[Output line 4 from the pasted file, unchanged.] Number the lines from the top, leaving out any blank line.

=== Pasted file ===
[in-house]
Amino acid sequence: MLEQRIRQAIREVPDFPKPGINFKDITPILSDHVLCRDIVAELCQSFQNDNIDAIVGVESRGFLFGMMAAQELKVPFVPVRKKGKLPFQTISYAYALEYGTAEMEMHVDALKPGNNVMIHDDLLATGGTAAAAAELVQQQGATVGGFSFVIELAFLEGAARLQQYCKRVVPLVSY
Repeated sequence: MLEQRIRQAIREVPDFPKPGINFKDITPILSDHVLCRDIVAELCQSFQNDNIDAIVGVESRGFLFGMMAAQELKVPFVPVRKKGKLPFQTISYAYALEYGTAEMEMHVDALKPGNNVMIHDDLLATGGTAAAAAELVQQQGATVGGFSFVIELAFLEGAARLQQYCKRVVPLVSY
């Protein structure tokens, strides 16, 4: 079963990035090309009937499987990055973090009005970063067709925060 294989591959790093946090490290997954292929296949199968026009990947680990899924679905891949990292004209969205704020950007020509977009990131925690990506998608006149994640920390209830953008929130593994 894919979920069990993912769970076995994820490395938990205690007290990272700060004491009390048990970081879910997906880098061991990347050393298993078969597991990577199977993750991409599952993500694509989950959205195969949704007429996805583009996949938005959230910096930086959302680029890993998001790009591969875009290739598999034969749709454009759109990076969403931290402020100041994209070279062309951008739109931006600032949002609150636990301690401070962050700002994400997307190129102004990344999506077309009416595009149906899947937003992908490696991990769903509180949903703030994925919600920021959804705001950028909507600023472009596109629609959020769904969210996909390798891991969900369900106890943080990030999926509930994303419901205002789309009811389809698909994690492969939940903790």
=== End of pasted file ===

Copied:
């Protein structure tokens, strides 16, 4: 079963990035090309009937499987990055973090009005970063067709925060 294989591959790093946090490290997954292929296949199968026009990947680990899924679905891949990292004209969205704020950007020509977009990131925690990506998608006149994640920390209830953008929130593994 894919979920069990993912769970076995994820490395938990205690007290990272700060004491009390048990970081879910997906880098061991990347050393298993078969597991990577199977993750991409599952993500694509989950959205195969949704007429996805583009996949938005959230910096930086959302680029890993998001790009591969875009290739598999034969749709454009759109990076969403931290402020100041994209070279062309951008739109931006600032949002609150636990301690401070962050700002994400997307190129102004990344999506077309009416595009149906899947937003992908490696991990769903509180949903703030994925919600920021959804705001950028909507600023472009596109629609959020769904969210996909390798891991969900369900106890943080990030999926509930994303419901205002789309009811389809698909994690492969939940903790």